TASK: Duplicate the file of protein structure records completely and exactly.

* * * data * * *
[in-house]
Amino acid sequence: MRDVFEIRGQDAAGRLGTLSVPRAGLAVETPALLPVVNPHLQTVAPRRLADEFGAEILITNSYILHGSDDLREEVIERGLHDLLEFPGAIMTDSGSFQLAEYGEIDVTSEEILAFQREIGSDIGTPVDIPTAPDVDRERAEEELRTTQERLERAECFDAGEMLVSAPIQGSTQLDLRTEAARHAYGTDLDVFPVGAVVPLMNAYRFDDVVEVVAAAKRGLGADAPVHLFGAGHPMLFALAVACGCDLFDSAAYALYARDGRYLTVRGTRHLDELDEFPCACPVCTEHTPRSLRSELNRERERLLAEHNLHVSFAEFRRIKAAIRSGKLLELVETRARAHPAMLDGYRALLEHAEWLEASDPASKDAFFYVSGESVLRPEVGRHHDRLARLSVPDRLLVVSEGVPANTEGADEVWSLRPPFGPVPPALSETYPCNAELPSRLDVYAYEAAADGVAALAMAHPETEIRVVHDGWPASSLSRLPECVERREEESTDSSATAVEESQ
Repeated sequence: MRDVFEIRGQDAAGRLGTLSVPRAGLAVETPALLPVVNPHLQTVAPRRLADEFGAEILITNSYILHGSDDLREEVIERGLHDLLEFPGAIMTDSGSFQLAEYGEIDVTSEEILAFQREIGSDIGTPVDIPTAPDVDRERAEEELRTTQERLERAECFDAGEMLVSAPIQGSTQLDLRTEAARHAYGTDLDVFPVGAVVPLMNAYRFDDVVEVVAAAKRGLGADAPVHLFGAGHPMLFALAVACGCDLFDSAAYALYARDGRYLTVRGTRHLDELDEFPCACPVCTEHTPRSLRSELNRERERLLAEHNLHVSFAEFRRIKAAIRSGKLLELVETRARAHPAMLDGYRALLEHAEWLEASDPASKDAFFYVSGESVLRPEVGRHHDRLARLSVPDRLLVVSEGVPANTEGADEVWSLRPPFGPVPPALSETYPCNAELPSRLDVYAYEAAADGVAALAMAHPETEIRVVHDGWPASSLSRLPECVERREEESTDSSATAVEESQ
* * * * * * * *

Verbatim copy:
[in-house]
Amino acid sequence: MRDVFEIRGQDAAGRLGTLSVPRAGLAVETPALLPVVNPHLQTVAPRRLADEFGAEILITNSYILHGSDDLREEVIERGLHDLLEFPGAIMTDSGSFQLAEYGEIDVTSEEILAFQREIGSDIGTPVDIPTAPDVDRERAEEELRTTQERLERAECFDAGEMLVSAPIQGSTQLDLRTEAARHAYGTDLDVFPVGAVVPLMNAYRFDDVVEVVAAAKRGLGADAPVHLFGAGHPMLFALAVACGCDLFDSAAYALYARDGRYLTVRGTRHLDELDEFPCACPVCTEHTPRSLRSELNRERERLLAEHNLHVSFAEFRRIKAAIRSGKLLELVETRARAHPAMLDGYRALLEHAEWLEASDPASKDAFFYVSGESVLRPEVGRHHDRLARLSVPDRLLVVSEGVPANTEGADEVWSLRPPFGPVPPALSETYPCNAELPSRLDVYAYEAAADGVAALAMAHPETEIRVVHDGWPASSLSRLPECVERREEESTDSSATAVEESQ
Repeated sequence: MRDVFEIRGQDAAGRLGTLSVPRAGLAVETPALLPVVNPHLQTVAPRRLADEFGAEILITNSYILHGSDDLREEVIERGLHDLLEFPGAIMTDSGSFQLAEYGEIDVTSEEILAFQREIGSDIGTPVDIPTAPDVDRERAEEELRTTQERLERAECFDAGEMLVSAPIQGSTQLDLRTEAARHAYGTDLDVFPVGAVVPLMNAYRFDDVVEVVAAAKRGLGADAPVHLFGAGHPMLFALAVACGCDLFDSAAYALYARDGRYLTVRGTRHLDELDEFPCACPVCTEHTPRSLRSELNRERERLLAEHNLHVSFAEFRRIKAAIRSGKLLELVETRARAHPAMLDGYRALLEHAEWLEASDPASKDAFFYVSGESVLRPEVGRHHDRLARLSVPDRLLVVSEGVPANTEGADEVWSLRPPFGPVPPALSETYPCNAELPSRLDVYAYEAAADGVAALAMAHPETEIRVVHDGWPASSLSRLPECVERREEESTDSSATAVEESQ